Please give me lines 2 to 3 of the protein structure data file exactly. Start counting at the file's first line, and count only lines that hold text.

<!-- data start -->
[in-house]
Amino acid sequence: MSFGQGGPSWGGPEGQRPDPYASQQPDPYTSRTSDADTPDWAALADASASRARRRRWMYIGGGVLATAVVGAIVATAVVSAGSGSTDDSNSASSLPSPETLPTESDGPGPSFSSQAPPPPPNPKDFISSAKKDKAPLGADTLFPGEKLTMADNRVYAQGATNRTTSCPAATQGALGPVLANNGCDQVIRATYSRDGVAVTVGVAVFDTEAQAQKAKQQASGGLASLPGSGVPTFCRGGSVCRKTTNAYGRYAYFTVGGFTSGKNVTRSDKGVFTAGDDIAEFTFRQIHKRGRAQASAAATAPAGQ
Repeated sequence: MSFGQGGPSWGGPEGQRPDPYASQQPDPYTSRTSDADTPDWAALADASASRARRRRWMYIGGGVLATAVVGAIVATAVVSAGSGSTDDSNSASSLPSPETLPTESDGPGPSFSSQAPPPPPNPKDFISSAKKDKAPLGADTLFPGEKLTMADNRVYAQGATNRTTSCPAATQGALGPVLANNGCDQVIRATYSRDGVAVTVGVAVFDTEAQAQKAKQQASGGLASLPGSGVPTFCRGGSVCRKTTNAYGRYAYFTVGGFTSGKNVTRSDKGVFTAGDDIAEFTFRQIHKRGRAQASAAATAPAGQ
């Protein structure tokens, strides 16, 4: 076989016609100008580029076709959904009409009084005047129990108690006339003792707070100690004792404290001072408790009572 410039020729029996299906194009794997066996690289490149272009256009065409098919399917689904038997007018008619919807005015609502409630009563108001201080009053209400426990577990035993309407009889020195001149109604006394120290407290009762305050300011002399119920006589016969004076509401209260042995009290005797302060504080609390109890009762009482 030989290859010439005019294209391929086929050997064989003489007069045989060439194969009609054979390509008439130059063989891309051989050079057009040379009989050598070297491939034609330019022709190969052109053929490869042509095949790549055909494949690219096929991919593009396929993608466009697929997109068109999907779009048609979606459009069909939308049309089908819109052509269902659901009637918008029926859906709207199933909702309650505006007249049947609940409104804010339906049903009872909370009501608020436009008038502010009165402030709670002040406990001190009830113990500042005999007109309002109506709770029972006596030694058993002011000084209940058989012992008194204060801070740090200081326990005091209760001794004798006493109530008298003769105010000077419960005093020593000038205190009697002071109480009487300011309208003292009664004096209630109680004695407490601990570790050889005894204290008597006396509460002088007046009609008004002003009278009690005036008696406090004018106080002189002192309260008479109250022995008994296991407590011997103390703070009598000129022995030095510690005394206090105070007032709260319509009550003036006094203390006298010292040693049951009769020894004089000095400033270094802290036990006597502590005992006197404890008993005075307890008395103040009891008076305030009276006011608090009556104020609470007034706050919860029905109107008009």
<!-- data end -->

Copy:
Amino acid sequence: MSFGQGGPSWGGPEGQRPDPYASQQPDPYTSRTSDADTPDWAALADASASRARRRRWMYIGGGVLATAVVGAIVATAVVSAGSGSTDDSNSASSLPSPETLPTESDGPGPSFSSQAPPPPPNPKDFISSAKKDKAPLGADTLFPGEKLTMADNRVYAQGATNRTTSCPAATQGALGPVLANNGCDQVIRATYSRDGVAVTVGVAVFDTEAQAQKAKQQASGGLASLPGSGVPTFCRGGSVCRKTTNAYGRYAYFTVGGFTSGKNVTRSDKGVFTAGDDIAEFTFRQIHKRGRAQASAAATAPAGQ
Repeated sequence: MSFGQGGPSWGGPEGQRPDPYASQQPDPYTSRTSDADTPDWAALADASASRARRRRWMYIGGGVLATAVVGAIVATAVVSAGSGSTDDSNSASSLPSPETLPTESDGPGPSFSSQAPPPPPNPKDFISSAKKDKAPLGADTLFPGEKLTMADNRVYAQGATNRTTSCPAATQGALGPVLANNGCDQVIRATYSRDGVAVTVGVAVFDTEAQAQKAKQQASGGLASLPGSGVPTFCRGGSVCRKTTNAYGRYAYFTVGGFTSGKNVTRSDKGVFTAGDDIAEFTFRQIHKRGRAQASAAATAPAGQ